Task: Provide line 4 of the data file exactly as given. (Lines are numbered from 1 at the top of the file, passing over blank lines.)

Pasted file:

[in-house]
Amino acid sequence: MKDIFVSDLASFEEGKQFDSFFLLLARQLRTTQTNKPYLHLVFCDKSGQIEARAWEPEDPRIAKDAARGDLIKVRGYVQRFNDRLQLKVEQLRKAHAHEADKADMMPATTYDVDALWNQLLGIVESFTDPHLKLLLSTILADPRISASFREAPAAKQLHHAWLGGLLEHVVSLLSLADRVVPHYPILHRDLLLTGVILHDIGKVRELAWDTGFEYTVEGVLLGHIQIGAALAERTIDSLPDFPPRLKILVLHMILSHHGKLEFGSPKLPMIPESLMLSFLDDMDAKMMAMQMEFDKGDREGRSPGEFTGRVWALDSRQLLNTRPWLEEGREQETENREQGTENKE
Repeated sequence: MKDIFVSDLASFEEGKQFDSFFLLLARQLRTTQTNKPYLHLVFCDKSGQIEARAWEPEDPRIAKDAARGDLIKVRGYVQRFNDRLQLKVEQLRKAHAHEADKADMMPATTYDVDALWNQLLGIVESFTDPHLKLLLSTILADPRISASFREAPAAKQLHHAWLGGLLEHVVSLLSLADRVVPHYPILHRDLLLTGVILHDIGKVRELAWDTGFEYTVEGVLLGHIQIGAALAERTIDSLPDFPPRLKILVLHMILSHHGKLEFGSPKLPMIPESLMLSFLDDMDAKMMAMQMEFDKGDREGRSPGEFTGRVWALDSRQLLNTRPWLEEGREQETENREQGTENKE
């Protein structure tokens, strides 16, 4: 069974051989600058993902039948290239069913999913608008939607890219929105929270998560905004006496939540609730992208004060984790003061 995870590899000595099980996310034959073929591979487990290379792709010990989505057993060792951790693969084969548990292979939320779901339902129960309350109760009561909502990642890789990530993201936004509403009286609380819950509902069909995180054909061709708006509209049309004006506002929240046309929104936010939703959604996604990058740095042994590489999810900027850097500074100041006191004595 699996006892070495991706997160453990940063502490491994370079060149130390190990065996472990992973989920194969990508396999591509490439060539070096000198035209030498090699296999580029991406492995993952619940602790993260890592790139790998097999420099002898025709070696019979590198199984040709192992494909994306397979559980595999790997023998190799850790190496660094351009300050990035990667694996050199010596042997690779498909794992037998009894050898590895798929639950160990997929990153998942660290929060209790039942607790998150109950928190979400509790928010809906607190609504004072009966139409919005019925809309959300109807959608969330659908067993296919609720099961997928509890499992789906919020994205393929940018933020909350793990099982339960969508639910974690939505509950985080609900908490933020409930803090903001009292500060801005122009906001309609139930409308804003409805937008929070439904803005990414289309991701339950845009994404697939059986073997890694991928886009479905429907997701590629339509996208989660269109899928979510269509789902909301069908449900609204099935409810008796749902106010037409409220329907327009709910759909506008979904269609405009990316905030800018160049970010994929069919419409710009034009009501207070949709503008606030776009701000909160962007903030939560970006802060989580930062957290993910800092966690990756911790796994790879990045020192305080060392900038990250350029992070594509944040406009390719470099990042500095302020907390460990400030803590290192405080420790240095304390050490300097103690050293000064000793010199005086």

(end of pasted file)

């Protein structure tokens, strides 16, 4: 069974051989600058993902039948290239069913999913608008939607890219929105929270998560905004006496939540609730992208004060984790003061 995870590899000595099980996310034959073929591979487990290379792709010990989505057993060792951790693969084969548990292979939320779901339902129960309350109760009561909502990642890789990530993201936004509403009286609380819950509902069909995180054909061709708006509209049309004006506002929240046309929104936010939703959604996604990058740095042994590489999810900027850097500074100041006191004595 699996006892070495991706997160453990940063502490491994370079060149130390190990065996472990992973989920194969990508396999591509490439060539070096000198035209030498090699296999580029991406492995993952619940602790993260890592790139790998097999420099002898025709070696019979590198199984040709192992494909994306397979559980595999790997023998190799850790190496660094351009300050990035990667694996050199010596042997690779498909794992037998009894050898590895798929639950160990997929990153998942660290929060209790039942607790998150109950928190979400509790928010809906607190609504004072009966139409919005019925809309959300109807959608969330659908067993296919609720099961997928509890499992789906919020994205393929940018933020909350793990099982339960969508639910974690939505509950985080609900908490933020409930803090903001009292500060801005122009906001309609139930409308804003409805937008929070439904803005990414289309991701339950845009994404697939059986073997890694991928886009479905429907997701590629339509996208989660269109899928979510269509789902909301069908449900609204099935409810008796749902106010037409409220329907327009709910759909506008979904269609405009990316905030800018160049970010994929069919419409710009034009009501207070949709503008606030776009701000909160962007903030939560970006802060989580930062957290993910800092966690990756911790796994790879990045020192305080060392900038990250350029992070594509944040406009390719470099990042500095302020907390460990400030803590290192405080420790240095304390050490300097103690050293000064000793010199005086």